Slott took Peter Parker to new heights in the Marvel Universe, taking the eternally-poor and frequently unemployed underachiever and elevating him into a rich corporate mogul who could rival Tony Stark with some of the cool toys that became a part of his life. Of course, true to Parker luck, it all crashed and burned, but it was a wild ride over the last 10 years. And while Slott is known for the captivating storylines and his massive changes to the Parker status quo, he had as much of an impact on the villains of Spidey’s universe. Most notably with Doctor Octopus (now Superior Octopus), who during his time as the Superior Spider-Man was the one responsible for putting Parker on the path to his short-lived fame and fortune.
Of course, Norman Osborn has gone through a number of changes over the years as well, with Bendis moving the character to the forefront of the Marvel Universe for a time, allowing Doc Ock to grow in his place. With Ock out of the picture for a bit, it allowed Slott to bring Norman Osborn back down to the level of Spider-Man villain, still heavily in contention for that coveted arch-enemy role he formerly held without question. Slott’s final work with Spider-Man will finish off his current arc with Osborn, something teased previously by Marvel while promoting the upcoming “Go Down Swinging” storyline, which also revealed a new Goblin for Spider-Man to deal with. We got a brief look at the Red Goblin in the video, but a new variant cover by Ed McGuinness has teased the character further:
The cover raises a lot of questions and gives us a few hints about the origins of the new Goblin. if this is indeed Norman Osborn than it looks like he has managed to find a new source of power since his Goblin formula will no longer work. We’ve seen that he has been dabbling with magic to restore his power, and it looks like he might be in the deal-making business with Mephisto for some of his new power. Of course, it also looks like Norman could be wearing the Carnage symbiote as well, in a frighteningly powerful merger of abilities. This would seem to echo the story points that occurred when Slott first came on to the series after Peter made a deal with Mephisto to save his Aunt May that resulted in the loss of his marriage to MJ. This possibility has fans wondering if this possible reemergence of Mephisto in Spider-Man’s life could have more far-reaching implications in the Spider-man universe, but it’s a bit too early to be speculating too far with that.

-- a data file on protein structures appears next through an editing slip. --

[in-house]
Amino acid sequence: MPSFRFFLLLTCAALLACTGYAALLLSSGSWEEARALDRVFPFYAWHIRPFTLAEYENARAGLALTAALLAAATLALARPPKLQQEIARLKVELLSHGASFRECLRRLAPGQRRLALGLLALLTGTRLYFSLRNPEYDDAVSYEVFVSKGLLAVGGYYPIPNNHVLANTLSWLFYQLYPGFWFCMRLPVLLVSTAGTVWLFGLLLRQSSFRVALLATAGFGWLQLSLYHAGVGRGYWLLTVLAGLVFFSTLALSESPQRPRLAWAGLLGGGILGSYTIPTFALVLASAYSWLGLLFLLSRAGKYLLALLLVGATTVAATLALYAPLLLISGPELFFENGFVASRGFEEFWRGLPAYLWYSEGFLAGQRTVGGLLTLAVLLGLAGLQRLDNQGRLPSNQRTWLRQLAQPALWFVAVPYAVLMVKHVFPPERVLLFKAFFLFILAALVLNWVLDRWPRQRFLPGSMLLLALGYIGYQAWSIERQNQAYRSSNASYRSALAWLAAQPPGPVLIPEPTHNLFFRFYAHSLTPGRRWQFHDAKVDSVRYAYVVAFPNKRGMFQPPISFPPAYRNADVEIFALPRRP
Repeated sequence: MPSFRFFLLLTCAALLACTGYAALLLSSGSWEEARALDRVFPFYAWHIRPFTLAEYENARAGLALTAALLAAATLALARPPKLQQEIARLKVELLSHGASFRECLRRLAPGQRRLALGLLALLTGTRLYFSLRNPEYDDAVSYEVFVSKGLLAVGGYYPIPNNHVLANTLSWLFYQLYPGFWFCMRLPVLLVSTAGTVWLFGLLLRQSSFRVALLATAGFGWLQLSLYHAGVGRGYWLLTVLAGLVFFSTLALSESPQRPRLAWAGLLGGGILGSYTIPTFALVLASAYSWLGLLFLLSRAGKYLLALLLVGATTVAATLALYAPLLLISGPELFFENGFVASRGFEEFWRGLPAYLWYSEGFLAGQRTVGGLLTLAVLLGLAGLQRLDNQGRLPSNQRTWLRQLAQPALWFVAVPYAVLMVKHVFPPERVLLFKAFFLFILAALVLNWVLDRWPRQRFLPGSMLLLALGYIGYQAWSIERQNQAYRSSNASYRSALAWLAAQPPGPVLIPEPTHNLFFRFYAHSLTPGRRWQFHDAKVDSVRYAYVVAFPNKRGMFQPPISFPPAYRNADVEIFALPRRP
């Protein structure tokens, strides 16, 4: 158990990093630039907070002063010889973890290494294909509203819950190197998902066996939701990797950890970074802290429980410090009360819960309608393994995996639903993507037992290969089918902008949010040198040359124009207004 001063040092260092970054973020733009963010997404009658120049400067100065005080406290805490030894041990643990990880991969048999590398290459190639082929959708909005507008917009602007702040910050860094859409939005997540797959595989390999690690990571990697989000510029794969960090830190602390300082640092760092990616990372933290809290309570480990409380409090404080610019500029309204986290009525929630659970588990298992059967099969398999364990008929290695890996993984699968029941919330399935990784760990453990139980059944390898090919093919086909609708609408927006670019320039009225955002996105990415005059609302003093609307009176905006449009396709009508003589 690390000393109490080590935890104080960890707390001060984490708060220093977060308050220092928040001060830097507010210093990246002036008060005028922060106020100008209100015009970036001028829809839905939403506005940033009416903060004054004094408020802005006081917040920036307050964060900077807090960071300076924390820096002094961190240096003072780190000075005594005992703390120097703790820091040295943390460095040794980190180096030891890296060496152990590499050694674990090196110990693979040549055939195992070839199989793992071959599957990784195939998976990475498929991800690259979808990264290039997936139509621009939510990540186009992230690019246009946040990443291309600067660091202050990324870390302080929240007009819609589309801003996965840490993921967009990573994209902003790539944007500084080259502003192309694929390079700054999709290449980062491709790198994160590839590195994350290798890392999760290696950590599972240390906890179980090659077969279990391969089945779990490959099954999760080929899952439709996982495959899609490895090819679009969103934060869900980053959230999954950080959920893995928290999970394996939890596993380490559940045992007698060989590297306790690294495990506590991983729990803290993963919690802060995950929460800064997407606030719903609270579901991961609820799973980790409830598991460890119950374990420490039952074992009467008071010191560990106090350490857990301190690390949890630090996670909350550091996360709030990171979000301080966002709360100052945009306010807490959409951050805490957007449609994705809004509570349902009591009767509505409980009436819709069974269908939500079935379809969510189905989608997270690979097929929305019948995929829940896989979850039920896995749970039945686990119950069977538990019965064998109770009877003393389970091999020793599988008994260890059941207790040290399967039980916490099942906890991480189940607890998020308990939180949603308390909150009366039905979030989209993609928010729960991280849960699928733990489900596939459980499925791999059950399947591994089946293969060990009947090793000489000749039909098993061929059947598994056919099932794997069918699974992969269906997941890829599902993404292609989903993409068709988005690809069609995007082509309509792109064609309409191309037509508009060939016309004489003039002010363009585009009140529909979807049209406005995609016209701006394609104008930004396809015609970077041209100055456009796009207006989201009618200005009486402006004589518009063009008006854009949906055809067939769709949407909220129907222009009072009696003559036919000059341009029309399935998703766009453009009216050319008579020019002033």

Thankfully, Slott won’t be leaving Marvel Comics, simply moving over to an unknown Iron Man series that will feature Tony Stark, as opposed to the current series which stars Riri Williams as Ironheart. That series is written by Brian Michael Bendis, and will end with Invincible Iron Man #600, which we can assume will return Tony Stark to the role of Iron Man. Be sure to follow along as Slott says goodbye to the Amazing Spider-Man over the next few months.
Images: Marvel Comics